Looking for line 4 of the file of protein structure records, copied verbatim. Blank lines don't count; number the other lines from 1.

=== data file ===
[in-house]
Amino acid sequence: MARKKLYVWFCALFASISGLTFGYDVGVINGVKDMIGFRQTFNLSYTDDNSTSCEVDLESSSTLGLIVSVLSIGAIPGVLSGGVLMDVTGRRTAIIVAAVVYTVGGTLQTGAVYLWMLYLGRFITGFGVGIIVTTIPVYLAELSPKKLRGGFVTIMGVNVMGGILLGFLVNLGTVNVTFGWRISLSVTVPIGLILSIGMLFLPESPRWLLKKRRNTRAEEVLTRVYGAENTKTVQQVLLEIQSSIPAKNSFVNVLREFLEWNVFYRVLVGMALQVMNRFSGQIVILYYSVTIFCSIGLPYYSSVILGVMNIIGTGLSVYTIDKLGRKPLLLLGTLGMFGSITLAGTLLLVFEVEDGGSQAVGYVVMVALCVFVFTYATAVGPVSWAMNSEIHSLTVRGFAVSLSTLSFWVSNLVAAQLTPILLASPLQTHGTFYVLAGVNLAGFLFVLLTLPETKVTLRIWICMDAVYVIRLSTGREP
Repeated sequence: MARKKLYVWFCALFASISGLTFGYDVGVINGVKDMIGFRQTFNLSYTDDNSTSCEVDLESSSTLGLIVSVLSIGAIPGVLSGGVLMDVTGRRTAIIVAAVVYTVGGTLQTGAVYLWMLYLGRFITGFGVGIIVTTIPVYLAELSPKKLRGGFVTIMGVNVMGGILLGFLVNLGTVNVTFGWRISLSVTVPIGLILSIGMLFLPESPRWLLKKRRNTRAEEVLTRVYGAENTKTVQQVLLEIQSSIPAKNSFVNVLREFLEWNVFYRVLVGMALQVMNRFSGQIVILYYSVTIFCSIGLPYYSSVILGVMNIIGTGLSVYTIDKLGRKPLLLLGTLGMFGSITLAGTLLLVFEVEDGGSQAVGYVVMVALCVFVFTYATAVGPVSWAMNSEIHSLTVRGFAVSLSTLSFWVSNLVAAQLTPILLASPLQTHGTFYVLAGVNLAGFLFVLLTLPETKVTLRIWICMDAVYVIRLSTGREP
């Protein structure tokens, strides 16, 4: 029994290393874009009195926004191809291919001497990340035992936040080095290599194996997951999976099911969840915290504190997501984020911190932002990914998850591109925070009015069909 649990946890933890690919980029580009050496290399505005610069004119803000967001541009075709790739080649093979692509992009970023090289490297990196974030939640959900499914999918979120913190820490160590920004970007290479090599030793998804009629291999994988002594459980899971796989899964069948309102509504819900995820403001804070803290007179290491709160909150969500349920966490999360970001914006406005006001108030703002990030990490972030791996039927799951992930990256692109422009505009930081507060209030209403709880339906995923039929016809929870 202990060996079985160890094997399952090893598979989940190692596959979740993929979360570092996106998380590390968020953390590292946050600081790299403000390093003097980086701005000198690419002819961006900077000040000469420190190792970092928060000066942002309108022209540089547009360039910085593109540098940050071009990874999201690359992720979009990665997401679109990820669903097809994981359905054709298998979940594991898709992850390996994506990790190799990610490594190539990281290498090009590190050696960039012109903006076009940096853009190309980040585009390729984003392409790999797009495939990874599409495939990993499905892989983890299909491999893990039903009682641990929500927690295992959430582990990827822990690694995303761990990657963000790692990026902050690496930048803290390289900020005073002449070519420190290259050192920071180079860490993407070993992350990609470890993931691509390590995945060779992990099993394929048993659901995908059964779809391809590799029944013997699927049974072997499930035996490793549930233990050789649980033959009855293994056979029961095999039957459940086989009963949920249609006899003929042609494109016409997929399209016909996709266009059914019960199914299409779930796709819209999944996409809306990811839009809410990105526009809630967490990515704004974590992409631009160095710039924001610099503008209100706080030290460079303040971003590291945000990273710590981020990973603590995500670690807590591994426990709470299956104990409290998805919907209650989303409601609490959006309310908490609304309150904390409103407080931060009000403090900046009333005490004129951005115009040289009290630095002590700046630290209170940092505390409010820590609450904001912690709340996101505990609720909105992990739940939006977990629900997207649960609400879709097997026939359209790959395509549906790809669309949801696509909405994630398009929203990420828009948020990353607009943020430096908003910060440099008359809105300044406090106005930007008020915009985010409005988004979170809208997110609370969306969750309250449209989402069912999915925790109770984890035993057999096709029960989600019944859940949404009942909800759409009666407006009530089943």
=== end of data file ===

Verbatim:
């Protein structure tokens, strides 16, 4: 029994290393874009009195926004191809291919001497990340035992936040080095290599194996997951999976099911969840915290504190997501984020911190932002990914998850591109925070009015069909 649990946890933890690919980029580009050496290399505005610069004119803000967001541009075709790739080649093979692509992009970023090289490297990196974030939640959900499914999918979120913190820490160590920004970007290479090599030793998804009629291999994988002594459980899971796989899964069948309102509504819900995820403001804070803290007179290491709160909150969500349920966490999360970001914006406005006001108030703002990030990490972030791996039927799951992930990256692109422009505009930081507060209030209403709880339906995923039929016809929870 202990060996079985160890094997399952090893598979989940190692596959979740993929979360570092996106998380590390968020953390590292946050600081790299403000390093003097980086701005000198690419002819961006900077000040000469420190190792970092928060000066942002309108022209540089547009360039910085593109540098940050071009990874999201690359992720979009990665997401679109990820669903097809994981359905054709298998979940594991898709992850390996994506990790190799990610490594190539990281290498090009590190050696960039012109903006076009940096853009190309980040585009390729984003392409790999797009495939990874599409495939990993499905892989983890299909491999893990039903009682641990929500927690295992959430582990990827822990690694995303761990990657963000790692990026902050690496930048803290390289900020005073002449070519420190290259050192920071180079860490993407070993992350990609470890993931691509390590995945060779992990099993394929048993659901995908059964779809391809590799029944013997699927049974072997499930035996490793549930233990050789649980033959009855293994056979029961095999039957459940086989009963949920249609006899003929042609494109016409997929399209016909996709266009059914019960199914299409779930796709819209999944996409809306990811839009809410990105526009809630967490990515704004974590992409631009160095710039924001610099503008209100706080030290460079303040971003590291945000990273710590981020990973603590995500670690807590591994426990709470299956104990409290998805919907209650989303409601609490959006309310908490609304309150904390409103407080931060009000403090900046009333005490004129951005115009040289009290630095002590700046630290209170940092505390409010820590609450904001912690709340996101505990609720909105992990739940939006977990629900997207649960609400879709097997026939359209790959395509549906790809669309949801696509909405994630398009929203990420828009948020990353607009943020430096908003910060440099008359809105300044406090106005930007008020915009985010409005988004979170809208997110609370969306969750309250449209989402069912999915925790109770984890035993057999096709029960989600019944859940949404009942909800759409009666407006009530089943």